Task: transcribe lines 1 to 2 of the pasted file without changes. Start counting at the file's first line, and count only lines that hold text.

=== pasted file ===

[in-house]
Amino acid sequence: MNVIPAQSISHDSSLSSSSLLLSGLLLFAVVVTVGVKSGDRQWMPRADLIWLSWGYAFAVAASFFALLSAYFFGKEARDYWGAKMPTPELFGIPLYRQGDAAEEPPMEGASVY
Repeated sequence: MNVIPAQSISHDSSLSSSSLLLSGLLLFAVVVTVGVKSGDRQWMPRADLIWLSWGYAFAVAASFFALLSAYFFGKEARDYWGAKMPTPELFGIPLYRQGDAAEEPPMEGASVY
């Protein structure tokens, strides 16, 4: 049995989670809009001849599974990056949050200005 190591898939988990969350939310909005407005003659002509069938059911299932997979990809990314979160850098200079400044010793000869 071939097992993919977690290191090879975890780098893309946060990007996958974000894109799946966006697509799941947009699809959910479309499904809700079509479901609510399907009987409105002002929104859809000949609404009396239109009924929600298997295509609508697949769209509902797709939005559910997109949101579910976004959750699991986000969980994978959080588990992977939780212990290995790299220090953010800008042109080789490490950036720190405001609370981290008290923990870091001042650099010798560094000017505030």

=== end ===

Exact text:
[in-house]
Amino acid sequence: MNVIPAQSISHDSSLSSSSLLLSGLLLFAVVVTVGVKSGDRQWMPRADLIWLSWGYAFAVAASFFALLSAYFFGKEARDYWGAKMPTPELFGIPLYRQGDAAEEPPMEGASVY